Sunday, 28 April 2013

Book Review of Shakespeare-The Illustrated Edition by Bill Bryson

This article was first published on on January 29th 2012.

As a true anglophile author must, Bill Bryson examines the life of England's most famous playwright with his unique personable approach and dry sense of humour.

It is a brave man who tackles the life of Shakespeare. So much has already been written about him by so many learned scholars that it is difficult to see what another book on the subject could bring to enlighten us all the more.

But Bryson does not lack the courage to tackle so tricky a subject and has produced his own book on the most renowned playwright and poet that ever existed. However, he has adopted an original approach in that he provides a condensing of lots of views and interpretations of Shakespeare and his life and works and collects it all in one easy-to-read volume with pictures. Obviously, because Shakespeare's canon has been around for hundreds of years and many academics as well as members of the public with their own strong opinions have written about the bard, Bill Bryson acts as an intellectual sieve, extracting the best nuggets of Shakespearean knowledge written, talked about and studied over the years and in his unique voice, presents them to a willing public in a way that is entertaining to read.

Having such wonderful illustrations does add to the book: to see Shakespeare's contemporaries, fellow playwrights, maps of the time as well as engravings and woodprints depicting the lives of the people helps the reader to understand Shakespeare's world to a greater degree and also means that this book will remain in your library. It is useful as a reference book for anyone wanting to know key facts about the man and his life or literally to browse the illustrations for pleasure.

Bryson has divided the work into accessible chapters to address different periods or aspects of Shakspeare's life. He adopts an almost chronological order starting with an introductory chapter called "In Search of Shakespeare"about how little is known about the man and leading in an almost circular fashion to "Claimants" about all the people who believe that Shakespeare didn't actually write a lot of his works, (a fact that is a product of not knowing an awful lot about him) and "The Lost Years, 1585-1592" where little is documented about Shakespeare's whereabouts and activities and "The Reign of King James, 1603-1616" where he really began to flourish.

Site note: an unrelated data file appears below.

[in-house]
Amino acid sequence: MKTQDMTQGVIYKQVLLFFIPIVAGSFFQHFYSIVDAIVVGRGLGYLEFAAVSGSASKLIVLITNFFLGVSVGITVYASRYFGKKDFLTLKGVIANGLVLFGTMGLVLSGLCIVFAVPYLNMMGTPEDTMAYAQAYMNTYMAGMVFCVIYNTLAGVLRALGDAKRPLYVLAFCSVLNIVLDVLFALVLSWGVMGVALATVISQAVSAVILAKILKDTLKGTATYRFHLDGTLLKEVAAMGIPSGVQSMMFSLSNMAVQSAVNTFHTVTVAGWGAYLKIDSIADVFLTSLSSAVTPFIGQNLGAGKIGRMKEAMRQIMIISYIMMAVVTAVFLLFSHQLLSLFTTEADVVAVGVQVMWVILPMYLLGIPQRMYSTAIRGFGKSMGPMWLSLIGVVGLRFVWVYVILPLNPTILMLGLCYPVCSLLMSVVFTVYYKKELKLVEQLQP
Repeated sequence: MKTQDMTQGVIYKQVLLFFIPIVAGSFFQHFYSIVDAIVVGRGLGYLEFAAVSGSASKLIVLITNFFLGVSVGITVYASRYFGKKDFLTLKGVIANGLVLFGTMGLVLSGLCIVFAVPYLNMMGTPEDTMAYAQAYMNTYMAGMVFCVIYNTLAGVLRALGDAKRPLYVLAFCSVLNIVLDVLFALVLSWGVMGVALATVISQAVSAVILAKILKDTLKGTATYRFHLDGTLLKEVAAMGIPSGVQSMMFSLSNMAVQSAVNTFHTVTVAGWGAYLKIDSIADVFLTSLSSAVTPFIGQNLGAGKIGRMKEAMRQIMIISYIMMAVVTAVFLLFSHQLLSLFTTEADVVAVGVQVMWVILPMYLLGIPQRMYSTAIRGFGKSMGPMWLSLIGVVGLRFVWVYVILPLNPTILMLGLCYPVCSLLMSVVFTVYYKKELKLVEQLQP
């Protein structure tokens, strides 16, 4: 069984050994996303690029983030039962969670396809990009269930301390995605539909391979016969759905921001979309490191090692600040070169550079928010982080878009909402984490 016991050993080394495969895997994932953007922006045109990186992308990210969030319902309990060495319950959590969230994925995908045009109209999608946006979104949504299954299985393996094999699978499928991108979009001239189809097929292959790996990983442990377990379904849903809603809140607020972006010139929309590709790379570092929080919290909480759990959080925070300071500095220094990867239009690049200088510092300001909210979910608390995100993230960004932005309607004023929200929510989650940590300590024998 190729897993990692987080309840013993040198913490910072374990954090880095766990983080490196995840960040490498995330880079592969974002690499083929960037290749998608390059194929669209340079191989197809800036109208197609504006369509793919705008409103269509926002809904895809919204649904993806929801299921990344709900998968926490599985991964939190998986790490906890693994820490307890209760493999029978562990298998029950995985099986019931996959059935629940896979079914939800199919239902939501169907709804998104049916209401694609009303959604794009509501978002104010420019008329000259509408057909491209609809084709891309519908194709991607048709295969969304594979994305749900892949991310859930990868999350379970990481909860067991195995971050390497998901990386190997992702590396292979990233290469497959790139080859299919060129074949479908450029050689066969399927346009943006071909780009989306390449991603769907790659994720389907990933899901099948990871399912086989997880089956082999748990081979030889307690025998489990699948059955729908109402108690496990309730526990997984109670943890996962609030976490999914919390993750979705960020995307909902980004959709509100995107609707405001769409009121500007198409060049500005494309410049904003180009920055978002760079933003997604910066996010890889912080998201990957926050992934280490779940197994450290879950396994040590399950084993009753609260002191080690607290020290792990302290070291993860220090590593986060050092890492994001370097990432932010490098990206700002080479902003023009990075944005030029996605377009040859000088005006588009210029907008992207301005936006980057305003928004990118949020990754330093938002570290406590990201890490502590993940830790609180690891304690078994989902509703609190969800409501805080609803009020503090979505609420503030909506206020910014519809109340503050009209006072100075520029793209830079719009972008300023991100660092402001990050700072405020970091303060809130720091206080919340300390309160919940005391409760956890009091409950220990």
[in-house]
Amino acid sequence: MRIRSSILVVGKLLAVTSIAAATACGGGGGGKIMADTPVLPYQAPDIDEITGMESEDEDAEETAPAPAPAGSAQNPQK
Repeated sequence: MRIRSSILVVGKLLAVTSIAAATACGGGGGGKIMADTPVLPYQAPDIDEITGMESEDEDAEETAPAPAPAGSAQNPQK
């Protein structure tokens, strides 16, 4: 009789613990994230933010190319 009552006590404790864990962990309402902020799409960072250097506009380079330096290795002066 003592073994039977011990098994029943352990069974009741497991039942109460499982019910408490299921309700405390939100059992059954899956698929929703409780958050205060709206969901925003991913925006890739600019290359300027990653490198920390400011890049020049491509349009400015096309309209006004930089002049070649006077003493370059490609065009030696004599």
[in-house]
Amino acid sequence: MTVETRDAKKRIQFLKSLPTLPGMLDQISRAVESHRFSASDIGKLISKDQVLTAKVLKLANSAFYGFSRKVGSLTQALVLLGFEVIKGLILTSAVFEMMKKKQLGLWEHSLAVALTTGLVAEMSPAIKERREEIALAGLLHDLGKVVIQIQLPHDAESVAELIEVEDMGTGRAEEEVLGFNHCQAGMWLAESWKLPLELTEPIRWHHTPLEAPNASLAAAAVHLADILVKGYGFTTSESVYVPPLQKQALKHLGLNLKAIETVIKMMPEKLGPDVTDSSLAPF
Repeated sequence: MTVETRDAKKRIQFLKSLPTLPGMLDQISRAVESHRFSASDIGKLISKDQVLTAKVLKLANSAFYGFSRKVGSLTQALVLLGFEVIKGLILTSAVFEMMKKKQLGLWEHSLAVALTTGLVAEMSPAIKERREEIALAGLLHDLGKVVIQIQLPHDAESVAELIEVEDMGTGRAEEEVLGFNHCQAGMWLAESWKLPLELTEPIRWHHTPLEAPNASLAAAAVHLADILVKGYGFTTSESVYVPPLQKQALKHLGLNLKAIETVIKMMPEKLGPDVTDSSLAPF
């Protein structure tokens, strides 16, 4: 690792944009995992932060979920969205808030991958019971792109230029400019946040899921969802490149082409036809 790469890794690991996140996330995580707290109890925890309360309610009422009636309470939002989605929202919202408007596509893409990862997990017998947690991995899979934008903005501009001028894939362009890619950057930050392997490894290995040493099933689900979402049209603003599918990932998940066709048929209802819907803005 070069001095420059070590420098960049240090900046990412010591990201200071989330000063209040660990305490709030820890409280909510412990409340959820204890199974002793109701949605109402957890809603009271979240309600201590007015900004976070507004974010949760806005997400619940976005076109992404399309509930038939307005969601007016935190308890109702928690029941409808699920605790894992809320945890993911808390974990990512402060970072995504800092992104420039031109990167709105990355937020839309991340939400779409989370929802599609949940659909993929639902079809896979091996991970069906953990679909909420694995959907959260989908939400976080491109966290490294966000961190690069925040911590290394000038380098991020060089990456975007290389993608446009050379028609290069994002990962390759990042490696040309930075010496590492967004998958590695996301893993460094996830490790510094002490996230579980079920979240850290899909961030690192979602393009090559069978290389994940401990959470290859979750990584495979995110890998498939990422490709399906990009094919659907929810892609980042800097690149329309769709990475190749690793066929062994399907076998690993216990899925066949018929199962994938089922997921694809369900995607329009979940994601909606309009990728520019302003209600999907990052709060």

The chapters are concise and focused with illustrations that more than support or clarify the discussion. This adds to the accessibility of the book, making it a perfect starting point for anyone harbouring an interest in Shakespeare who has previously been wary because of the high brow nature of material and the snobbery that can sometimes appear when talking about this "literary genius".

You will notice there has been mention quite frequently that there is a lot of information about Shakespeare which is missing. And this is the premise of the book really: that there is not really a lot known about Shakespeare. Bryson's opening line is "For somebody who has been dead for nearly four hundred years, William Shakespeare remains awfully active" and is testament to the fact that Shakespeare is still a moot discussion point precisely for this reason. In fact, Bryson himself is victim to Shakespeare's enduring appeal, the fact that he has an air of mystery about him and yet his work continues to capture new readers in every generation without any slowness of pace.

This lack of concrete fact extends to everything that we know about Shakespeare: what he looks like, how he lived, where he lived, what he wrote. In fact, in his preface, Bryson mentions that a more recent portrait has been discovered called the "Cobbe Portrait" that is deemed to be the most like Shakespeare out of all the images but again this is subject to debate.

Bryson's style really is his strength. There is always a sense of dry wit and sardonic humour running through his work and whilst writing in an intelligent and accomplished fashion, he really does not take himself too seriously at all.

One of my favourite examples of this is towards the end of the book, where Bryson is discussing the proposal that the Earl of Oxford was actually the author of Shakespeare's plays and he refutes this decisively in the following lines: "The Earl of Oxford, better still, additionally anticipated his own death and left a stock of work sufficient to keep the supply of new plays flowing at the same rate until Shakespeare himself was ready to die a decade or so later. Now that is genius." Such sarcasm is refreshing.

I would recommend this book as an introduction to Shakespeare to anyone and with the addition of a CD with Sir John Gielgud reading Shakespeare's Sonnets, you really couldn't go wrong.

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